Henri Matisse - The Cut-Outs, at Tate Modern.
'It is no longer the brush that slips and slides over the canvas, it is the scissors that cut into the paper and into the colour. The conditions of the journey are 100 per cent different. The contour of the figure springs from the discovery of the scissors that give it the movement of circulating life. This tool doesn't modulate, it doesn't brush on, but it incises in, underline this well, because the criteria of observation will be different'. Henri Matisse.
Even though Matisse had used cut paper shapes before to work out the arrangement of objects in his paintings, it was during the last 17 years of his life, when health problems, limited mobility and declining strength meant that he could not paint anymore, that he turned to the cut-out method as an art form in its own right. The results are stunning: exuberant, intense, with a simplicity that is essential to their charm, the cut-outs are pure, matte, unmodified colour, not inflected by brush marks. Created solely by the movement of the scissors and the selected hue, the cut-outs are a celebration of life. Brancusi said that 'simplicity is complexity resolved' and the cut-outs are a testimony to that statement.
Matisse was fascinated by dance throughout his career. During this period, cut paper was still a way of experimenting, a means to an end, and he made efforts to keep the technique a secret.
The Fall of Icarus, 1943
The white figure of Icarus is a negative shape cut from the central black strip of paper. Icarus is surrounded by jagged yellow stars.
This cut-out relates to Jazz, even though it was not included in the book. Jazz was published by Teriade. The original idea was for Matisse to illustrate poems, but the flowing hand-written notes he made as he worked on the cut-outs were eventually chosen as the accompanying text instead. This was a turning point, enabling Matisse to see his cut-outs as art works in their own right. Disappointed that in the published book the cut-outs seemed to lose the contrast of different surfaces layered on top of each other, Matisse said that printing 'removes their sensitivity'.
You can see more of Teriade here and more of Jazz here.
Matisse's studio assistant Lydia Delectorskaya recalled the starting point for Oceania: 'Matisse had cut out a swallow from a sheet of writing paper and, as it distressed his to tear up this beautiful shape and throw it away, he said, he put it up on this wall, also using it to cover up a stain, the sight of which disturbed him. Over the following weeks other shapes were cut out and put up on the same wall'.
Matisse pinned cut-out birds, fish, coral and leaves directly onto the wall of his Paris apartment without knowing in advance what the outcome would be. His inspiration was a visit to Tahiti sixteen years before. 'It's as though my memory had suddenly taken the place of the outside world', he explained. 'There, swimming every day in the lagoon, I took such intense pleasure in contemplating the submarine world... With my eyes wide open I absorbed everything as a sponge absorbs liquid. It is only now that these wonders have returned to me, with tenderness and clarity'.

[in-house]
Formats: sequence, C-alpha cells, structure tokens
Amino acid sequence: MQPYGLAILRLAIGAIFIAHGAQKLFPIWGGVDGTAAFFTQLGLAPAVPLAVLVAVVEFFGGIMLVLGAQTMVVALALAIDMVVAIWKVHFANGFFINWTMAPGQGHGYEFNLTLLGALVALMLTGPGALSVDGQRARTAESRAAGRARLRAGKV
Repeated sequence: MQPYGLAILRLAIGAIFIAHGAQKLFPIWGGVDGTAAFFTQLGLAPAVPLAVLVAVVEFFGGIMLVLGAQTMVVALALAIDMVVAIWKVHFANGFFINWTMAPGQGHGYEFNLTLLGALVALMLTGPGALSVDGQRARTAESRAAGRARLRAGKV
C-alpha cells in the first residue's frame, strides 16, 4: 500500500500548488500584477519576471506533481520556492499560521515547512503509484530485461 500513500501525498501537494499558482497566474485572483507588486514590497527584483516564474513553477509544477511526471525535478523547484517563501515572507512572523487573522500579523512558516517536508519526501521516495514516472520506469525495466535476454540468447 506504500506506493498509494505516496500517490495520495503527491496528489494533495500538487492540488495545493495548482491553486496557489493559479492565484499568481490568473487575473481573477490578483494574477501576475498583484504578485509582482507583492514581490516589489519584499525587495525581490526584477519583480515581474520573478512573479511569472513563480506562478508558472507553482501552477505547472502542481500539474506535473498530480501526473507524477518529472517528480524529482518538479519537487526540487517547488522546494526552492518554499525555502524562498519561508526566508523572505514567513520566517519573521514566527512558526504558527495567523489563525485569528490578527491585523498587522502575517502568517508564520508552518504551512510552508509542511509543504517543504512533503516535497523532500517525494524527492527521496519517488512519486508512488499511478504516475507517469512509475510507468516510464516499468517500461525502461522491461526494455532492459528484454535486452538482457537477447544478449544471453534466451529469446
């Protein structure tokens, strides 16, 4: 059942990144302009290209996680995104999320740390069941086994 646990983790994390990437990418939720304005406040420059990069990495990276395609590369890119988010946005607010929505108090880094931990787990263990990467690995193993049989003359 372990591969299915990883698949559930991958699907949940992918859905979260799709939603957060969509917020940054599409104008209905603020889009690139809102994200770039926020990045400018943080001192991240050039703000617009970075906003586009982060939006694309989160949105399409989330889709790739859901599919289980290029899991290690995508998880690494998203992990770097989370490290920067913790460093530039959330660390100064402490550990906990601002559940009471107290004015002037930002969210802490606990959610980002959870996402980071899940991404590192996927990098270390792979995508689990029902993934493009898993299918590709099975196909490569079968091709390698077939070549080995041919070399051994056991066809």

The Thousand and One Nights, 1950
Creole Dancer, 1950
Creole Dancer is based on sketches he made of a dancer invited to perform in his studio, and was made in a single day using left over pieces of painted paper.
For the first time, in Zulma, he gives a sense of depth in a cut-out composition, with receding space suggested by the angled table on which the figure leans. Made and exhibited when Matisse was eighty, Zulma was widely praised for its radical approach, hailed as the most youthful work in an exhibition of far younger artists.
Blue Nude I, 1952
Blue Nude II, 1952
Blue Nude III, 1952
Blue Nude IV, 1952
The Blue Nudes are perhaps the most striking example of what Matisse called 'cutting directly into colour'. Here the scissors both create the outline of the figure and carve contours into it. The paper's flatness coexists with a sense of the figures' intertwined limbs. Cutting is a way of drawing and sculpting at the same time. Matisse's assistant Lydia Delectorskya described his work on a cut-out figure in these terms: 'modelling it like a clay sculpture; sometimes adding, sometimes removing'.
I have included here reproductions of the four Blue Nudes grouped together as they were in the shop as it's helpful to see them together and note the differences.
Blue Nude with Green Stockings, 1952
The Parakeet and the Mermaid, 1952
Large Decoration with Masks, 1953
This was made as a design for a ceramic panel.
The Snail, 1953
With the Snail Matisse pushed the technique further away from representation than ever before, but described it as 'abstraction rooted in reality'. The rotating paper shapes radiate out in a spiral, echoing a snail's shell. Working on an earlier snail, he talked about becoming 'aware of an unfolding'. Unusually, the individual shapes are not carefully scissored, but roughly cut and sometimes even torn.
Christmas Eve, 1952
In the exhibition we saw the cut-out model and the resulting stained glass. Matisse had long been interested in the connection between his cut-outs and stained glass. He said of his designs for Jazz, 'I cut out these gouache sheets the way you cut glass: only here they're organised to reflect light, whereas in a stained-glass window they have to be arranged differently because light shines through them'.
'By creating these coloured paper cut-outs, it seems to me that I am happily anticipating things to come. I don't think that I have ever found such balance as I have in creating these paper cut-outs. But I know that it will only be much later that people will realise to what extent the work I a doing today is in step with the future'.
Tate Modern booklet on the exhibition.